As Salisbury’s population has increased, so has its lack of housing inventory, lack of affordable housing and issues with homelessness.
On Wednesday, the city shared its plans to tackle these problems.
Mayor Jake Day announced plans to launch Here is Home, a housing initiative that will aim to increase housing supply, make housing more affordable and expand housing solutions for the homeless population.
The initiative will use monetary incentives, strategic partnerships and programs to achieve its goals, Day said.
“It is time for us to swing our doors wide open to the growth that we want,” Day said. “If we fail to act, what might that family who had to choose Millsboro or Easton or Ocean Pines or another market have brought to this city had they settled here?… What do we lose because we couldn’t accommodate?”
Those in attendance at Day’s presentation included Wicomico County Acting Executive John Psota, Salisbury Chamber of Commerce President Bill Chambers and four members of the Salisbury City Council.
The city council will discuss the legislation regarding Here is Home during October work sessions.
“This is probably the most impactful piece of legislation that I’ve ever been involved with,” City Council President Jack Heath said.
Incentivizing new development
Here is Home will work to draw developers to Salisbury.
It plans to do this by waiving all fees associated with development in the city. This will include annexation fees — fees tied to bringing a property into the Salisbury city limits.
Day plans to propose to the council a 90-day window during which property owners and real estate developers can take advantage of the waived fees.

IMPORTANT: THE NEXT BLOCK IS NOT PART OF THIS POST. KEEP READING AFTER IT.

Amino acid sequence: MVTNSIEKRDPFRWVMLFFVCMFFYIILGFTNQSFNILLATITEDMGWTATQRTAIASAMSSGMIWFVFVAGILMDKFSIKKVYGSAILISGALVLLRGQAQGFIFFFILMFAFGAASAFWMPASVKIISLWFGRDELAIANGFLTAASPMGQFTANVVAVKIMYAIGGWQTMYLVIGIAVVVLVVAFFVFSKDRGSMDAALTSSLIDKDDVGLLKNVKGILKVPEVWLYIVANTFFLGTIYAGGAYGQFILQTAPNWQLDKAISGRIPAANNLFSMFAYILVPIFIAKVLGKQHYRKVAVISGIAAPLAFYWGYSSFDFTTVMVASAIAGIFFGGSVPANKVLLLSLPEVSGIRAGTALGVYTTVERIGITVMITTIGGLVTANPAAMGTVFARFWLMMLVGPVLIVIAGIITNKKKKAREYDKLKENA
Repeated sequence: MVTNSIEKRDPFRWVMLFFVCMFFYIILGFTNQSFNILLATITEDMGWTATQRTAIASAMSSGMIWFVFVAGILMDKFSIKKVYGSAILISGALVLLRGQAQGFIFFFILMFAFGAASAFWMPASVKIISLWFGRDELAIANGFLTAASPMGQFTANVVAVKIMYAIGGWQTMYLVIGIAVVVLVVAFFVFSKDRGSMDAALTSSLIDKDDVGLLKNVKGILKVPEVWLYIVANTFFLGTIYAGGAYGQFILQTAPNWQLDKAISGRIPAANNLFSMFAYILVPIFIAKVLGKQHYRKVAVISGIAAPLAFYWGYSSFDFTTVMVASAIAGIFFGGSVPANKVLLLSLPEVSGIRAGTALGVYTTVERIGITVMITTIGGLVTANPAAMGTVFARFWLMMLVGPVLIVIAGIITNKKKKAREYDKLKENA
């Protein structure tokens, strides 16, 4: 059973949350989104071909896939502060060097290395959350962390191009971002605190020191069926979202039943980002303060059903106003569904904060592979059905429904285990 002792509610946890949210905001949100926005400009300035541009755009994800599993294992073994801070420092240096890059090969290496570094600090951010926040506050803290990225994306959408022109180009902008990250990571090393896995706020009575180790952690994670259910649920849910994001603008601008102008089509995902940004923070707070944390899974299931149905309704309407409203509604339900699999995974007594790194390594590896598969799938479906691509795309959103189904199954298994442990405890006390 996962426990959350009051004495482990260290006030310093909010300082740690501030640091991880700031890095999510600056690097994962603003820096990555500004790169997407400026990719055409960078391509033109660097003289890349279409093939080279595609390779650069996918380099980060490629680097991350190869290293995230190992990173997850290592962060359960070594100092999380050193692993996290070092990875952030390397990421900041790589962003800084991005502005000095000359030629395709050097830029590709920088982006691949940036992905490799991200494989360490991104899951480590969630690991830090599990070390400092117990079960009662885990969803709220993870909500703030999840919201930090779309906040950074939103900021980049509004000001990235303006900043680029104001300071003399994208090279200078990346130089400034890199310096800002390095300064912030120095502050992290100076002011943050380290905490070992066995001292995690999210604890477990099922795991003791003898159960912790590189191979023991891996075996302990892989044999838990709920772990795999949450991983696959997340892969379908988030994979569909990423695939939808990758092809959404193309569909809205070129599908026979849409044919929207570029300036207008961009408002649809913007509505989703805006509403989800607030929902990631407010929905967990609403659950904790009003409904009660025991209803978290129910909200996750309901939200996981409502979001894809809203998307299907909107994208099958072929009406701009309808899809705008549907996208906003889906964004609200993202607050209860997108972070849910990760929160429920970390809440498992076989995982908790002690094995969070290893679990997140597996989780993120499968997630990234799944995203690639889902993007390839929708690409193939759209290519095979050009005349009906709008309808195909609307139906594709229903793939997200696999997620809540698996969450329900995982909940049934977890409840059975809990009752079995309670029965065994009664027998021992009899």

Under this agreement, property owners and real estate developers will need to meet a certain timeline to begin and complete construction.
Day projected that ground will be broken on these new developments within approximately two years. These developments could feature multi-family or single-family housing, Day said.
Additionally, he said that the city will make considerations for developments currently in the “permitting pipeline.”
“We can’t make a sheet of plywood any cheaper, but we can control the cost of the fees to the city of Salisbury,” Day said.
As Salisbury hopes to see more homes being built, it also wants these homes to be affordable for current and future residents.
To achieve this, the city will establish a minimum payment in lieu of taxes for affordable housing. Day said this will be established by code for the creation of any subsidized housing in the city.
Salisbury will offer a property tax credit to Salisbury Neighborhood Housing Services and Habitat for Humanity of Wicomico County.
As these organizations renovate homes, Salisbury will remove city taxes from their expenses, according to Day.
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Since the onset of the pandemic, home prices in Salisbury and other parts of the Eastern Shore have escalated significantly.
Salisbury also plans to expand its efforts to help its homeless community.
The city will build a Tiny Home Village that will provide homeless people with a dry, safe space to sleep.
Salisbury will construct 30 homes on a piece of property owned by the city. These homes will feature heat, air conditioning, showers, bathrooms, and mail and storage facilities.
Day said he didn’t always believe a Tiny Home Village was the right solution to combat homelessness, but added he is not above “adapting” or “being corrected.”
Salisbury Housing and Homelessness Manager Christine Chestnutt played a role in seeing plans for the Tiny Home Village come to fruition.
“When you are homeless, you live in constant fight or flight mode,” Chestnutt said. “Even if you’re sleeping, you’re not resting. This will provide that opportunity (to rest).”
Maddie Aiken covers local government for Delmarva Now/The Daily Times. Have a story tip or idea? Send it her way at email@example.com, 443-454-1157 or on Twitter @madsaiken.